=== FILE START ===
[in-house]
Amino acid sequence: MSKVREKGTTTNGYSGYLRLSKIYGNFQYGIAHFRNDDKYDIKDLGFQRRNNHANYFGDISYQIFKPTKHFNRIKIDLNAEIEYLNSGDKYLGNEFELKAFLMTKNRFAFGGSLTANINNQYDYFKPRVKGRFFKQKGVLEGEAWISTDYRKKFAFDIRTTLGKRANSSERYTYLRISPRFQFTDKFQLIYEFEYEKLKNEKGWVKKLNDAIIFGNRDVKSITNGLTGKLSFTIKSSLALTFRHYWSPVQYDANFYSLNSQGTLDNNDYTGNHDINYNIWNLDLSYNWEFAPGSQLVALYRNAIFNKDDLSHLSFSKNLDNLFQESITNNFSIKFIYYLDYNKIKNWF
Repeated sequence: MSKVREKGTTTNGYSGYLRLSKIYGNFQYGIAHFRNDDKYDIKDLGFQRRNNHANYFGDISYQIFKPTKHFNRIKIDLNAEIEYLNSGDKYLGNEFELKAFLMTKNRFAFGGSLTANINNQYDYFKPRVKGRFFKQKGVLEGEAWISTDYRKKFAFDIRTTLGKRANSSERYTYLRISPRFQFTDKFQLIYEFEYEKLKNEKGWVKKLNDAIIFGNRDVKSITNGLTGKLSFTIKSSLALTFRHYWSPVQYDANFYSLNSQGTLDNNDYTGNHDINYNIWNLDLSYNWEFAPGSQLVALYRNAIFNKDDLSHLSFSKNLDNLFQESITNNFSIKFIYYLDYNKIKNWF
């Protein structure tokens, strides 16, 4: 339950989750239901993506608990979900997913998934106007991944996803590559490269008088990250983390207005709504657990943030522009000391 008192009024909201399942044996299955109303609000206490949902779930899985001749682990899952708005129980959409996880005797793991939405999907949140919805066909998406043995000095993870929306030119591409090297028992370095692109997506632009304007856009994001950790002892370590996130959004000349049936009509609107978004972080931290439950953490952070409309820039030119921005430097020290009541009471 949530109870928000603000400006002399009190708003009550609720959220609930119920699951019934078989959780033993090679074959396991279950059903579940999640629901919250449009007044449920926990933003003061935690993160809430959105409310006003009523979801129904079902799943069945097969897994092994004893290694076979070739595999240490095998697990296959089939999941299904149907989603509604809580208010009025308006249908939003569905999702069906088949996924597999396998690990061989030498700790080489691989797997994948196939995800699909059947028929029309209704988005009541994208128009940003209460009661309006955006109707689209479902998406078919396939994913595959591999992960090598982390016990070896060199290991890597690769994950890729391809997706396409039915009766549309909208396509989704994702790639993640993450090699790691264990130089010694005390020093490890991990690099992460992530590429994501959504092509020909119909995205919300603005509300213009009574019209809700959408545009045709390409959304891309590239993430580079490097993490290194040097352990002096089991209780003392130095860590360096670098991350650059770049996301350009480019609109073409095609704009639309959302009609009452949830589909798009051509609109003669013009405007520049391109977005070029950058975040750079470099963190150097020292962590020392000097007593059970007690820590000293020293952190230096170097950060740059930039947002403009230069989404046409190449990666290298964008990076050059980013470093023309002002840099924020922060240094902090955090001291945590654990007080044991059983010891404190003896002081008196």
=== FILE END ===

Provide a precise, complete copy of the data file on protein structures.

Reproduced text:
[in-house]
Amino acid sequence: MSKVREKGTTTNGYSGYLRLSKIYGNFQYGIAHFRNDDKYDIKDLGFQRRNNHANYFGDISYQIFKPTKHFNRIKIDLNAEIEYLNSGDKYLGNEFELKAFLMTKNRFAFGGSLTANINNQYDYFKPRVKGRFFKQKGVLEGEAWISTDYRKKFAFDIRTTLGKRANSSERYTYLRISPRFQFTDKFQLIYEFEYEKLKNEKGWVKKLNDAIIFGNRDVKSITNGLTGKLSFTIKSSLALTFRHYWSPVQYDANFYSLNSQGTLDNNDYTGNHDINYNIWNLDLSYNWEFAPGSQLVALYRNAIFNKDDLSHLSFSKNLDNLFQESITNNFSIKFIYYLDYNKIKNWF
Repeated sequence: MSKVREKGTTTNGYSGYLRLSKIYGNFQYGIAHFRNDDKYDIKDLGFQRRNNHANYFGDISYQIFKPTKHFNRIKIDLNAEIEYLNSGDKYLGNEFELKAFLMTKNRFAFGGSLTANINNQYDYFKPRVKGRFFKQKGVLEGEAWISTDYRKKFAFDIRTTLGKRANSSERYTYLRISPRFQFTDKFQLIYEFEYEKLKNEKGWVKKLNDAIIFGNRDVKSITNGLTGKLSFTIKSSLALTFRHYWSPVQYDANFYSLNSQGTLDNNDYTGNHDINYNIWNLDLSYNWEFAPGSQLVALYRNAIFNKDDLSHLSFSKNLDNLFQESITNNFSIKFIYYLDYNKIKNWF
């Protein structure tokens, strides 16, 4: 339950989750239901993506608990979900997913998934106007991944996803590559490269008088990250983390207005709504657990943030522009000391 008192009024909201399942044996299955109303609000206490949902779930899985001749682990899952708005129980959409996880005797793991939405999907949140919805066909998406043995000095993870929306030119591409090297028992370095692109997506632009304007856009994001950790002892370590996130959004000349049936009509609107978004972080931290439950953490952070409309820039030119921005430097020290009541009471 949530109870928000603000400006002399009190708003009550609720959220609930119920699951019934078989959780033993090679074959396991279950059903579940999640629901919250449009007044449920926990933003003061935690993160809430959105409310006003009523979801129904079902799943069945097969897994092994004893290694076979070739595999240490095998697990296959089939999941299904149907989603509604809580208010009025308006249908939003569905999702069906088949996924597999396998690990061989030498700790080489691989797997994948196939995800699909059947028929029309209704988005009541994208128009940003209460009661309006955006109707689209479902998406078919396939994913595959591999992960090598982390016990070896060199290991890597690769994950890729391809997706396409039915009766549309909208396509989704994702790639993640993450090699790691264990130089010694005390020093490890991990690099992460992530590429994501959504092509020909119909995205919300603005509300213009009574019209809700959408545009045709390409959304891309590239993430580079490097993490290194040097352990002096089991209780003392130095860590360096670098991350650059770049996301350009480019609109073409095609704009639309959302009609009452949830589909798009051509609109003669013009405007520049391109977005070029950058975040750079470099963190150097020292962590020392000097007593059970007690820590000293020293952190230096170097950060740059930039947002403009230069989404046409190449990666290298964008990076050059980013470093023309002002840099924020922060240094902090955090001291945590654990007080044991059983010891404190003896002081008196």